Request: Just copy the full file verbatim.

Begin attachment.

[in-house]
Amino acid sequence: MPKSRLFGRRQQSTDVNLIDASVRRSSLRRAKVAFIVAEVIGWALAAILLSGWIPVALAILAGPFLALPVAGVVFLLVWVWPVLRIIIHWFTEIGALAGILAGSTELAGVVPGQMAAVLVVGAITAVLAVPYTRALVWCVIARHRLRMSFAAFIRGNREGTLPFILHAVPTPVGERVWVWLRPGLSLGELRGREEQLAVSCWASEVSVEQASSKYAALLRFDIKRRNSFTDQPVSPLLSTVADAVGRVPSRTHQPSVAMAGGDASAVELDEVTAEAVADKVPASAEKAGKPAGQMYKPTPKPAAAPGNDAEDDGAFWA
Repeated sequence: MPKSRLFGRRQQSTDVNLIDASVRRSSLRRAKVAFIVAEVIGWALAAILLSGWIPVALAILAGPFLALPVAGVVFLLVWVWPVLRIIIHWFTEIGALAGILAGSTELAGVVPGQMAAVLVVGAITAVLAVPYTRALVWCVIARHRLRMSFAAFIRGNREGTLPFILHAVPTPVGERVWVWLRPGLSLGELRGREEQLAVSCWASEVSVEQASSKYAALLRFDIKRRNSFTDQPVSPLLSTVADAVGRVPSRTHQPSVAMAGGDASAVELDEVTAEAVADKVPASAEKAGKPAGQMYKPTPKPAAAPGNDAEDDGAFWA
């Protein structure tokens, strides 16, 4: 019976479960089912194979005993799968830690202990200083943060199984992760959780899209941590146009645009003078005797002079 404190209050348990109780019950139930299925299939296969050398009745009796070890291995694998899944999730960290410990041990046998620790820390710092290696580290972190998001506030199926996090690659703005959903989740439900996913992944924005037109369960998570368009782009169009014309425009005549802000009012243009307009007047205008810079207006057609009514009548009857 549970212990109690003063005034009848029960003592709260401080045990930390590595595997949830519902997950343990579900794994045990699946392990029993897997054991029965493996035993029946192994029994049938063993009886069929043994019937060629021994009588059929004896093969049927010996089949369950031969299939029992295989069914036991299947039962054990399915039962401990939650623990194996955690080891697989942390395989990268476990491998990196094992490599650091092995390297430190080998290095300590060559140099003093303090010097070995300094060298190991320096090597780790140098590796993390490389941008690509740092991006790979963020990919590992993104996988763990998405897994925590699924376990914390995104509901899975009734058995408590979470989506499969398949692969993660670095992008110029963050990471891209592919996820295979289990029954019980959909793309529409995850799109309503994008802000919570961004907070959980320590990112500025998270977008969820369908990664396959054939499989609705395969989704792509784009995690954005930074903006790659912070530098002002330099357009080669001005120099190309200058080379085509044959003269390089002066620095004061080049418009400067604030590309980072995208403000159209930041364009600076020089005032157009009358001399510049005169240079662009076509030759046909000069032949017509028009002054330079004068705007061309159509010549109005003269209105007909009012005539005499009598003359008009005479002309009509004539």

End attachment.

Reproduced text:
[in-house]
Amino acid sequence: MPKSRLFGRRQQSTDVNLIDASVRRSSLRRAKVAFIVAEVIGWALAAILLSGWIPVALAILAGPFLALPVAGVVFLLVWVWPVLRIIIHWFTEIGALAGILAGSTELAGVVPGQMAAVLVVGAITAVLAVPYTRALVWCVIARHRLRMSFAAFIRGNREGTLPFILHAVPTPVGERVWVWLRPGLSLGELRGREEQLAVSCWASEVSVEQASSKYAALLRFDIKRRNSFTDQPVSPLLSTVADAVGRVPSRTHQPSVAMAGGDASAVELDEVTAEAVADKVPASAEKAGKPAGQMYKPTPKPAAAPGNDAEDDGAFWA
Repeated sequence: MPKSRLFGRRQQSTDVNLIDASVRRSSLRRAKVAFIVAEVIGWALAAILLSGWIPVALAILAGPFLALPVAGVVFLLVWVWPVLRIIIHWFTEIGALAGILAGSTELAGVVPGQMAAVLVVGAITAVLAVPYTRALVWCVIARHRLRMSFAAFIRGNREGTLPFILHAVPTPVGERVWVWLRPGLSLGELRGREEQLAVSCWASEVSVEQASSKYAALLRFDIKRRNSFTDQPVSPLLSTVADAVGRVPSRTHQPSVAMAGGDASAVELDEVTAEAVADKVPASAEKAGKPAGQMYKPTPKPAAAPGNDAEDDGAFWA
């Protein structure tokens, strides 16, 4: 019976479960089912194979005993799968830690202990200083943060199984992760959780899209941590146009645009003078005797002079 404190209050348990109780019950139930299925299939296969050398009745009796070890291995694998899944999730960290410990041990046998620790820390710092290696580290972190998001506030199926996090690659703005959903989740439900996913992944924005037109369960998570368009782009169009014309425009005549802000009012243009307009007047205008810079207006057609009514009548009857 549970212990109690003063005034009848029960003592709260401080045990930390590595595997949830519902997950343990579900794994045990699946392990029993897997054991029965493996035993029946192994029994049938063993009886069929043994019937060629021994009588059929004896093969049927010996089949369950031969299939029992295989069914036991299947039962054990399915039962401990939650623990194996955690080891697989942390395989990268476990491998990196094992490599650091092995390297430190080998290095300590060559140099003093303090010097070995300094060298190991320096090597780790140098590796993390490389941008690509740092991006790979963020990919590992993104996988763990998405897994925590699924376990914390995104509901899975009734058995408590979470989506499969398949692969993660670095992008110029963050990471891209592919996820295979289990029954019980959909793309529409995850799109309503994008802000919570961004907070959980320590990112500025998270977008969820369908990664396959054939499989609705395969989704792509784009995690954005930074903006790659912070530098002002330099357009080669001005120099190309200058080379085509044959003269390089002066620095004061080049418009400067604030590309980072995208403000159209930041364009600076020089005032157009009358001399510049005169240079662009076509030759046909000069032949017509028009002054330079004068705007061309159509010549109005003269209105007909009012005539005499009598003359008009005479002309009509004539």